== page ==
“Before tracking it was hard to show or prove that you had these issues,” Cormier said. “But the data that users show to their doctors actually convinces them to take tests. It’s a way for people that experience cycles to advocate for themselves. It’s proof that the pain is real.”

Personalized data teaches people about the nuances of menstruation

In most sex ed classes you’re taught basic scientific facts about menstruation: it’s a 28-day cycle, you menstruate once a month for seven to 10 days, and yeah you may be cranky the week before. That’s about it.

According to period tracker app representatives, nearly all of their users were unaware of how normal it is for a menstrual cycle to exist outside of the 28-day cycle.

“We have had cases where people didn’t know their cycles were irregular, and on the flip side I would say sometimes people think their cycles are super irregular because their cycle is off by maybe a few days difference in length,” Leslie Heyer, one of the Dot app creators, said. 

While cycles generally waver between 21 and 35 days, it’s not uncommon for their length to vary, and they can even change on a monthly basis. 

Mary Gallagher, a certified midwife nurse in Portland, Oregon told me she encourages all of her patients to use the Clue app to keep track of their periods because most people have no idea what’s going on when it comes to their menstrual cycles.

Gallagher also said the app is good for tracking numerous symptoms of PMS, and it’s a “really helpful tool that helps embody and encompass all of these aspects of women’s health that we ignore when we just talk about periods.”

Marshall — a regular user of the Clue app who asked that her last name not be included — echoed Gallagher’s sentiments and said learning more about her PMS symptoms and when she can expect them has been one of the most helpful features of the app.

“I’ve been taking care to track my PMS symptoms as soon as possible and my PMS cloud completely eclipses the whole cycle,” Marshall said. “And what I’ve learned is that I’m actually experiencing PMS for most of my cycle.”

Users actually learn about fertility, not just how to avoid pregnancy

Sex ed is often focused on how to avoid getting pregnant or getting someone pregnant. Young women are taught that they can get pregnant at any point during their cycle — but this is not the case, according to the trackers.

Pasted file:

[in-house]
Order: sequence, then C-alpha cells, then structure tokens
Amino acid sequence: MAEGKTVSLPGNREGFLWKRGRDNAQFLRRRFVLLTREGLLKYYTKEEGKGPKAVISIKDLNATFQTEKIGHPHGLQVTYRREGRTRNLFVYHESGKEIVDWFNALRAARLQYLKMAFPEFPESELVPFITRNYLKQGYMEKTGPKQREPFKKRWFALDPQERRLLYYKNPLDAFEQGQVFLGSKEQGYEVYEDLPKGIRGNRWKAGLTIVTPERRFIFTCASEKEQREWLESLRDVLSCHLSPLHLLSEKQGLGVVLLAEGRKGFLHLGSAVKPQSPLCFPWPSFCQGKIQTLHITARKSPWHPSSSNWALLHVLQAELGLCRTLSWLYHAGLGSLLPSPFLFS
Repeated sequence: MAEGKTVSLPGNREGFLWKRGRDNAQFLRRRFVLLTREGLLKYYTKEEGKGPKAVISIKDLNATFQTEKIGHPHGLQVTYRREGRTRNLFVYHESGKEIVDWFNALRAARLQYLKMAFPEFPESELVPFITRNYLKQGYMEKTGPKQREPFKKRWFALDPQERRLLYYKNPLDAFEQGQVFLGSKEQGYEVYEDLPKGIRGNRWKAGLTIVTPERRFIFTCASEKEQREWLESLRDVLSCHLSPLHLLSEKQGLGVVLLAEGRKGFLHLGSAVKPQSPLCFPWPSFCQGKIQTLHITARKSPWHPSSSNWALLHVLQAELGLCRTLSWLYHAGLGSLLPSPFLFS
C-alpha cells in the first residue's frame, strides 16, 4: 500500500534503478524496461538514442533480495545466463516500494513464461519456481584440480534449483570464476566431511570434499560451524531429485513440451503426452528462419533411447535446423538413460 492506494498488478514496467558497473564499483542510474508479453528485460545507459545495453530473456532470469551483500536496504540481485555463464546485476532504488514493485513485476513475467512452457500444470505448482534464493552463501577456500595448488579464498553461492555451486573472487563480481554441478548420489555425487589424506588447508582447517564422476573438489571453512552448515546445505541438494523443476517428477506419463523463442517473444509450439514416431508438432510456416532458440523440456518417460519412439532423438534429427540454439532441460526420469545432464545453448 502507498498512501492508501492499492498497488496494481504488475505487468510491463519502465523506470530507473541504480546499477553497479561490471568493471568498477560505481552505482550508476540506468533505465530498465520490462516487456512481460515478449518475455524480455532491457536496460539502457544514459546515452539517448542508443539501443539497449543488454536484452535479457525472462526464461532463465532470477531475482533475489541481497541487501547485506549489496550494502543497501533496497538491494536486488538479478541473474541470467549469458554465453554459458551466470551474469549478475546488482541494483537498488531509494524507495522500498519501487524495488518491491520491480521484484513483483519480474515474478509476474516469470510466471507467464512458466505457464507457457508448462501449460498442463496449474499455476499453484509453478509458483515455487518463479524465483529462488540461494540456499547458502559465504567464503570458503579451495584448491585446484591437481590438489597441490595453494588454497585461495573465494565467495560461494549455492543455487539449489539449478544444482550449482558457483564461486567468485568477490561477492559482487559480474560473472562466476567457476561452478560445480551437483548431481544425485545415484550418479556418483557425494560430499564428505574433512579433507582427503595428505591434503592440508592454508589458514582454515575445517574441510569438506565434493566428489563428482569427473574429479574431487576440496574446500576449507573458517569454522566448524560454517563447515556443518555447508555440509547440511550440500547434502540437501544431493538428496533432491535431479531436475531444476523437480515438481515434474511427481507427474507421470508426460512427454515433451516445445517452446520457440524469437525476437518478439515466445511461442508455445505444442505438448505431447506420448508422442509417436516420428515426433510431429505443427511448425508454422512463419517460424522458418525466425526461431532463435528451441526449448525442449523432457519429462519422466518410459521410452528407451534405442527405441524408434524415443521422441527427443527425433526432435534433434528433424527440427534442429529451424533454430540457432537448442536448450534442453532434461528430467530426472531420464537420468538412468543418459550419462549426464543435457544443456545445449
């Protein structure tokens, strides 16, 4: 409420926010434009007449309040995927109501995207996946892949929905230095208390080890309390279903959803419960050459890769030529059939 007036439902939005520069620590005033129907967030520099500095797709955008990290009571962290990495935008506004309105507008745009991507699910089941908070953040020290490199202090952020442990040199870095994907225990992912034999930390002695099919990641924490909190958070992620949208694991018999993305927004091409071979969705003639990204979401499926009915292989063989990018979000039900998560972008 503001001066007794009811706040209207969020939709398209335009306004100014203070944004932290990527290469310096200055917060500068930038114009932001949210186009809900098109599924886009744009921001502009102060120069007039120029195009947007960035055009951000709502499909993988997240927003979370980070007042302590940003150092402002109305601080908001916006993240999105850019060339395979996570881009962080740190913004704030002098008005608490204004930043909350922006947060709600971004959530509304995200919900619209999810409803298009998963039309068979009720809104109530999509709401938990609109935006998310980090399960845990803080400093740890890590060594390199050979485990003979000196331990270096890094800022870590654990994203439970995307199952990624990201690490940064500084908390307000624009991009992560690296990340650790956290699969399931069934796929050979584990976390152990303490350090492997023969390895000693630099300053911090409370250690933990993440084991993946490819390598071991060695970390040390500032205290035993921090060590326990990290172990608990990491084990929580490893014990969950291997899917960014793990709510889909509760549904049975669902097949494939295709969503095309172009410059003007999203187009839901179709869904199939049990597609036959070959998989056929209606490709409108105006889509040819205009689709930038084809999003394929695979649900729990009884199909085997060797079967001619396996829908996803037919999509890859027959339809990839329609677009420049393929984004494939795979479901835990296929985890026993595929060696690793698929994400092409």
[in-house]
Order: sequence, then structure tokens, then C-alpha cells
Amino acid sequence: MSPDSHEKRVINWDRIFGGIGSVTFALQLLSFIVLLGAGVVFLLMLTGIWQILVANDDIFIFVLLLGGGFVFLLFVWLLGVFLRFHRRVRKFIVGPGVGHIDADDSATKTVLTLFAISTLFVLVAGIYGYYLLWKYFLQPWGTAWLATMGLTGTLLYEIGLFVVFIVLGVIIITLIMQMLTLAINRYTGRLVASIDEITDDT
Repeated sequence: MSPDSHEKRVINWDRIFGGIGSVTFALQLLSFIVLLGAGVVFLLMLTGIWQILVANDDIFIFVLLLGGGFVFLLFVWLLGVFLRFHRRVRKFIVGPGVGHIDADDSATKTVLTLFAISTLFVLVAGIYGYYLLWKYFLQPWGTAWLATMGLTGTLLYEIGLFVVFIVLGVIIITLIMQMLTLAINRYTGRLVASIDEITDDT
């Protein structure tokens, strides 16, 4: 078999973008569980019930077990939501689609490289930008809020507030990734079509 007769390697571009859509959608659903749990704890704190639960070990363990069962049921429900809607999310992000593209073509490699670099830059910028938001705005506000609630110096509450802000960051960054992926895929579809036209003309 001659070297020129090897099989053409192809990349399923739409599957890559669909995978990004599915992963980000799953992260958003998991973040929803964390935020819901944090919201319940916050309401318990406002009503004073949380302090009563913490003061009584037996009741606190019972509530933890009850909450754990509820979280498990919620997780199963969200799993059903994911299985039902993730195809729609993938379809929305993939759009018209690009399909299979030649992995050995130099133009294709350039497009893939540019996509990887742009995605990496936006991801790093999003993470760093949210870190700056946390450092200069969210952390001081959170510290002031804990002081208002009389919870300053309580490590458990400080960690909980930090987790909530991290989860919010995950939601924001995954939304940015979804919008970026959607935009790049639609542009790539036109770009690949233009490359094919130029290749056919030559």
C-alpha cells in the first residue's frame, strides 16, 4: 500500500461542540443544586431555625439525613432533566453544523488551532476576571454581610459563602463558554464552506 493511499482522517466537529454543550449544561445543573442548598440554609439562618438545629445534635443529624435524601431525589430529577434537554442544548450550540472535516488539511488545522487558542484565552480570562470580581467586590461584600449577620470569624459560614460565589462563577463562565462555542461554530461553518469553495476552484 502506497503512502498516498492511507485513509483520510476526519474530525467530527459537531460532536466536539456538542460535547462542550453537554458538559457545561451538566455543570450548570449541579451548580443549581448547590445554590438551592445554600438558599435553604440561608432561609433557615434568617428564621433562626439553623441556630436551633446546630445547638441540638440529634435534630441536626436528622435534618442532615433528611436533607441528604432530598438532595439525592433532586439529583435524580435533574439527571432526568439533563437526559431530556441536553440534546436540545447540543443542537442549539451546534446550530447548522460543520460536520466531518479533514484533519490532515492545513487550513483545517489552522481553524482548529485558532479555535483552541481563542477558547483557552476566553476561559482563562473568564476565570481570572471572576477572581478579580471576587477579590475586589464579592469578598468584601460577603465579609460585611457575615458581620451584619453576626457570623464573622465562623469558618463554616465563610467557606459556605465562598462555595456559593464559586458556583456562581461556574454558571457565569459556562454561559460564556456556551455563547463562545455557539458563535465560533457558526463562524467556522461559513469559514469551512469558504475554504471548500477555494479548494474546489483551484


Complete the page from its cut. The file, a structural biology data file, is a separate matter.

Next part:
This is not to say that the widely criticized “rhythm method” is an ideal form of birth control. The app Natural Cycles which follows this method was severely chastised after it caused 37 unintended pregnancies. But most women are more likely to conceive within a slim window of time during a menstrual cycle known as ovulation. 

While there is a good chance you could get pregnant right after your period, getting pregnant during your period is highly unlikely, according to Parents. Truly the best time to conceive is when you’re ovulating, and this generally occurs 14 days before your next period. 

“I understand why adults share that [pregnancy can happen any time] and why kids get that message, and I think from using fertility apps and particularly with Dot we’ve heard from a lot of people who said, you know I can’t believe no one explained this to me, or that I didn’t understand that there’s only a certain period of time during my cycle where I can get pregnant,” Heyer, the Dot co-creator, said.

The problem with withholding this general information about fertility and conception reveals itself later in life when people with cycles attempt to get pregnant and find it to be a more difficult process than they were led to believe.

“When we would talk to lots of women who were trying to conceive, our users were telling us all that they were taught in sex ed was how not to get pregnant and that meant that for the most part was don’t have unprotected sex,” Tye said. 

Where they fall short

A number of health care professionals have said that period tracking apps aren’t truly reliable predictors of menstrual cycles and have warned users to be wary. According to a 2017 University of Washington study that surveyed 687 people and looked at 2,000 app reviews, period tracking apps — that include Clue, Eve, Glow, Period Tracker and Period Pad — mainly serve women that have a regular cycle, but aren’t as useful to women with irregular cycle patterns.